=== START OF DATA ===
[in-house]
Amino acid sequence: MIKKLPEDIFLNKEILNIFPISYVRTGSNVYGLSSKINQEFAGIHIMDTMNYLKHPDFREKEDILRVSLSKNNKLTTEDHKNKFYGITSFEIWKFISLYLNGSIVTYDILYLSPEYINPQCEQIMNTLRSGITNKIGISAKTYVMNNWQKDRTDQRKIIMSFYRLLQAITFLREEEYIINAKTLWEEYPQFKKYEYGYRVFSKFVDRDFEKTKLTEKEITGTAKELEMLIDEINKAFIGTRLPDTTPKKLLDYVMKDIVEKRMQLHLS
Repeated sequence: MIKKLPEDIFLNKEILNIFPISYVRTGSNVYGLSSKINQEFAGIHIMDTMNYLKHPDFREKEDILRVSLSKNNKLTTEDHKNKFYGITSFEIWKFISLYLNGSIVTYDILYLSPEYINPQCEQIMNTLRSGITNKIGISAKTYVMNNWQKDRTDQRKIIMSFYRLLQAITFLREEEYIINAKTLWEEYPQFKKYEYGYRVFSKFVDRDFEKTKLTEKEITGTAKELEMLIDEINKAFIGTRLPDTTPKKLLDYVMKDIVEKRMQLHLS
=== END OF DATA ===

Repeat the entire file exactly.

[in-house]
Amino acid sequence: MIKKLPEDIFLNKEILNIFPISYVRTGSNVYGLSSKINQEFAGIHIMDTMNYLKHPDFREKEDILRVSLSKNNKLTTEDHKNKFYGITSFEIWKFISLYLNGSIVTYDILYLSPEYINPQCEQIMNTLRSGITNKIGISAKTYVMNNWQKDRTDQRKIIMSFYRLLQAITFLREEEYIINAKTLWEEYPQFKKYEYGYRVFSKFVDRDFEKTKLTEKEITGTAKELEMLIDEINKAFIGTRLPDTTPKKLLDYVMKDIVEKRMQLHLS
Repeated sequence: MIKKLPEDIFLNKEILNIFPISYVRTGSNVYGLSSKINQEFAGIHIMDTMNYLKHPDFREKEDILRVSLSKNNKLTTEDHKNKFYGITSFEIWKFISLYLNGSIVTYDILYLSPEYINPQCEQIMNTLRSGITNKIGISAKTYVMNNWQKDRTDQRKIIMSFYRLLQAITFLREEEYIINAKTLWEEYPQFKKYEYGYRVFSKFVDRDFEKTKLTEKEITGTAKELEMLIDEINKAFIGTRLPDTTPKKLLDYVMKDIVEKRMQLHLS